07:53 PM

IE, Firefox Sport New Zero-Day Flaw

According to Symantec, all versions of Microsoft Internet Explorer and Mozilla Firefox browsers could be used to harvest data through a JavaScript key-filtering vulnerability.

Multiple security organizations warned Tuesday that Internet Explorer, Firefox, Mozilla, and SeaMonkey -- on Windows, Linux, and the Mac -- are vulnerable to a JavaScript bug that could allow a determined attacker to dupe users into giving up sensitive personal information such as credit card or bank account numbers and passwords.

According to Symantec, which issued an alert late afternoon Tuesday, all versions of the Microsoft and Mozilla browsers could be used to harvest data through a JavaScript key-filtering vulnerability.

"This issue is triggered by utilizing JavaScript 'OnKeyDown' events to capture and duplicate keystrokes from users," went the Symantec warning.

The bug would let crafty criminals filter keystrokes entered into a form, say a credit card form to pay for online goods, to an invisible file upload dialog on the same Web page. Once the information's trapped in that hidden dialog -- the vulnerability discoverer used the analogy of the keystrokes "bouncing" from the legit (or at least legitimate-looking form) to the cloaked one -- the data could be sent to the attacker.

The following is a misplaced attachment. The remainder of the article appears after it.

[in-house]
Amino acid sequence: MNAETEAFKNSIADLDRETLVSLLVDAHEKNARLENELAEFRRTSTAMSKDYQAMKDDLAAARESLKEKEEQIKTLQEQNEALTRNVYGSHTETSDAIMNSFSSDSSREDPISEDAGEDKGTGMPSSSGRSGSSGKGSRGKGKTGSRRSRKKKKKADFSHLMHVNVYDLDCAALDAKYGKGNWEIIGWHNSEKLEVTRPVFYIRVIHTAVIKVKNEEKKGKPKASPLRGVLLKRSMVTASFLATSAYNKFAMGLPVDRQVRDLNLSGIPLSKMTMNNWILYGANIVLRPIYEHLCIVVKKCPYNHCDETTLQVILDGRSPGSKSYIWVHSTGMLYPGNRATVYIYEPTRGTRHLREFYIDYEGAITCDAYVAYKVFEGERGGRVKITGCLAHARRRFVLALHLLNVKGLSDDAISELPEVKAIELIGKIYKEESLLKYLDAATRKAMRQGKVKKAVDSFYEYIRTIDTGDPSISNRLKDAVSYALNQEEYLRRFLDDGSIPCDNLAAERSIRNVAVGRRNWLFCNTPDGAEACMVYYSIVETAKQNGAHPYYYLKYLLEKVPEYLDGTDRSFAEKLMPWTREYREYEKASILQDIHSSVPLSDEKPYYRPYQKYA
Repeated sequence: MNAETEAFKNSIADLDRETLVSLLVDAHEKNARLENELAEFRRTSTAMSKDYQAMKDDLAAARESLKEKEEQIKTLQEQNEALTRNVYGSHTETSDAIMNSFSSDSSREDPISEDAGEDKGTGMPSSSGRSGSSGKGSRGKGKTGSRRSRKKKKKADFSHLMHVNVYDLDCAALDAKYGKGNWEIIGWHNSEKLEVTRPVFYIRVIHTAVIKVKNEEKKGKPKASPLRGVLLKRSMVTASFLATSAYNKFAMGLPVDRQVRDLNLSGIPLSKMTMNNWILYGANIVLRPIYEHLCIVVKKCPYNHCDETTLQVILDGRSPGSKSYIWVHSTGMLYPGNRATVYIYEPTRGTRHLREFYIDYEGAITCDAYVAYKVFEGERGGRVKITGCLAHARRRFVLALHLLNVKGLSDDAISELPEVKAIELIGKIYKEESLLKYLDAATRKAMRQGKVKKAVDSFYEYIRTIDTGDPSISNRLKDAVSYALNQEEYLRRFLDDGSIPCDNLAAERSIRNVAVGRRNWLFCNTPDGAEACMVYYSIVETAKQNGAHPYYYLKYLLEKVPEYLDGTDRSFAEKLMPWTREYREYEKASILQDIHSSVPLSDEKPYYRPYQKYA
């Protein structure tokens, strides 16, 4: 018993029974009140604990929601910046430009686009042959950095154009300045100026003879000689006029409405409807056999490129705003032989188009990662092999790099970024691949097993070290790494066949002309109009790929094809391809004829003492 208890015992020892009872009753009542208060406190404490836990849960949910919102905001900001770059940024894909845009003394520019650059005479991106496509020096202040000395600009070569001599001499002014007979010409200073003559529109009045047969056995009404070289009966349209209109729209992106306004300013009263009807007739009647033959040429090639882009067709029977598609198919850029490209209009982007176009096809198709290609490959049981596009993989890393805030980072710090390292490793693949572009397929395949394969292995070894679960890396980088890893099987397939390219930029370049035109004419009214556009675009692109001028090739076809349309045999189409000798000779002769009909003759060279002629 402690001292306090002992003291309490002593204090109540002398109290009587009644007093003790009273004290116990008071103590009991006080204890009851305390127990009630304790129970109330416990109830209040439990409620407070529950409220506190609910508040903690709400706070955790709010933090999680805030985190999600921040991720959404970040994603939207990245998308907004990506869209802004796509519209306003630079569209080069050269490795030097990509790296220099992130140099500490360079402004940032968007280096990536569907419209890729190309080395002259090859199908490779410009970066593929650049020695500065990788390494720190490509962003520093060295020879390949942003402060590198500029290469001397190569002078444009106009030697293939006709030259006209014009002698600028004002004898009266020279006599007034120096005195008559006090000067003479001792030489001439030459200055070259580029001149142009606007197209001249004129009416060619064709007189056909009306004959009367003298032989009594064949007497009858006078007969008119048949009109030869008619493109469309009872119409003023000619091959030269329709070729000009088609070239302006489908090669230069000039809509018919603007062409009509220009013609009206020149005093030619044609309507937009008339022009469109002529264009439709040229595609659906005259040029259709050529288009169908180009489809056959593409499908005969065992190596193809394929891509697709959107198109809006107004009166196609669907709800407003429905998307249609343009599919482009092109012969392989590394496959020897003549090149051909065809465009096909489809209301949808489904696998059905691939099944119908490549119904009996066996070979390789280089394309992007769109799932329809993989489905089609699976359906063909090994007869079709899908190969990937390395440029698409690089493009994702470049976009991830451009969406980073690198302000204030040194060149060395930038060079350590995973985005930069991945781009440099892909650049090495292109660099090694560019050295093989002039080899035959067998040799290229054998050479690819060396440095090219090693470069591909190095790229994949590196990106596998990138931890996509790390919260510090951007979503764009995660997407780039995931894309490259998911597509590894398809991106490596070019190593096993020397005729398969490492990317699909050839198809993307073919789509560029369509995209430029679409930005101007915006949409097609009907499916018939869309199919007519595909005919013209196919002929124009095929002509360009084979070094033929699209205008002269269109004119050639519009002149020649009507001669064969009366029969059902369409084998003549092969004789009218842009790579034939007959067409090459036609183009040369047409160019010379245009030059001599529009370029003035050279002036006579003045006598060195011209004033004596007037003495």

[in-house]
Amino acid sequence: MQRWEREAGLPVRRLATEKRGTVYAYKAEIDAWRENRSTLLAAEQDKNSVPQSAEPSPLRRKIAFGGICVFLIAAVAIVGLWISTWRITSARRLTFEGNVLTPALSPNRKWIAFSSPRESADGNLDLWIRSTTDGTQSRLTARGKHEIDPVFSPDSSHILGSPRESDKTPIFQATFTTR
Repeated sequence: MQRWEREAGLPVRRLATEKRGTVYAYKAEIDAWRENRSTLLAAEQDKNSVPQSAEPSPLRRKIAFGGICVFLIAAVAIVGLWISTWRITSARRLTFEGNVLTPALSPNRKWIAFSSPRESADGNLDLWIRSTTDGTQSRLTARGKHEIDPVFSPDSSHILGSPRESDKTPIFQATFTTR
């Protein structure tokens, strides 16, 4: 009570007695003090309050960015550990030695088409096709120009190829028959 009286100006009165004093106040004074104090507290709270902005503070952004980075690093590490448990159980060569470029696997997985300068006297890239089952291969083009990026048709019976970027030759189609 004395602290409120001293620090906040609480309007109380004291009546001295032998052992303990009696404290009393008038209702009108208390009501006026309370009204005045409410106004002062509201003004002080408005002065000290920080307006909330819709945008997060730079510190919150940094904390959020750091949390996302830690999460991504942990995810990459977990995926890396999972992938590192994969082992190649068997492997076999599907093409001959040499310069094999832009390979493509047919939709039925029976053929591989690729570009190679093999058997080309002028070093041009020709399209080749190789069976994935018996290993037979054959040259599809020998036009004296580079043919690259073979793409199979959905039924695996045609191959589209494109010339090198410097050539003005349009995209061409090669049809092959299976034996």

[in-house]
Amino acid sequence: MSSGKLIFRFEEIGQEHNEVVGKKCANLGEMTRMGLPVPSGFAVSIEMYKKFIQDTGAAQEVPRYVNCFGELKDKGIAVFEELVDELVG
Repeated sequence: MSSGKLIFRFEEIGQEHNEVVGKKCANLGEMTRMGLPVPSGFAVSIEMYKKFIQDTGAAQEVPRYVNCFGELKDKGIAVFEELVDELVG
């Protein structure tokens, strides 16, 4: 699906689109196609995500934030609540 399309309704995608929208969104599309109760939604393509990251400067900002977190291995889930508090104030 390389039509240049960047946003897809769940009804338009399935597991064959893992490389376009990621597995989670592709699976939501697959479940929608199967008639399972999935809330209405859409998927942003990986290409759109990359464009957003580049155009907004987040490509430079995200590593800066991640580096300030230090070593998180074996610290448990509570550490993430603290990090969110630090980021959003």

"Exploiting this issue requires that users manually type the full path of files that attackers wish to download[and] may require substantial typing from targeted users, so keyboard-based games, blogs, or other similar pages are likely to be utilized by attackers to entice users to enter the required keyboard input to exploit this issue," continued Symantec.

Danish vulnerability tracker Secunia also posted warnings of the bug Tuesday, and ranked it as "less critical," the second-from-the-bottom rating in its five-step scoring system.

The bug is unusual in that it affects not only Internet Explorer -- including fully-patched IE 6.0 and even IE 7 Beta 2 -- but also Firefox (though the most current version, the Mozilla suite, and the separately-developed successor to Mozilla, SeaMonkey. It's also out of the ordinary by virtue of its multi-platform impact: users of those browsers running Windows, Linux, and Mac OS X are vulnerable, said Symantec.

Charles McAuley, who first posted information about the bug on the Full Disclosure security mailing list Monday, also published proof-of-concept code to demonstrate how an exploit might work.

Symantec advised users to avoid unfamiliar Web neighborhoods and/or disable scripting or active content capabilities of the affected browsers.

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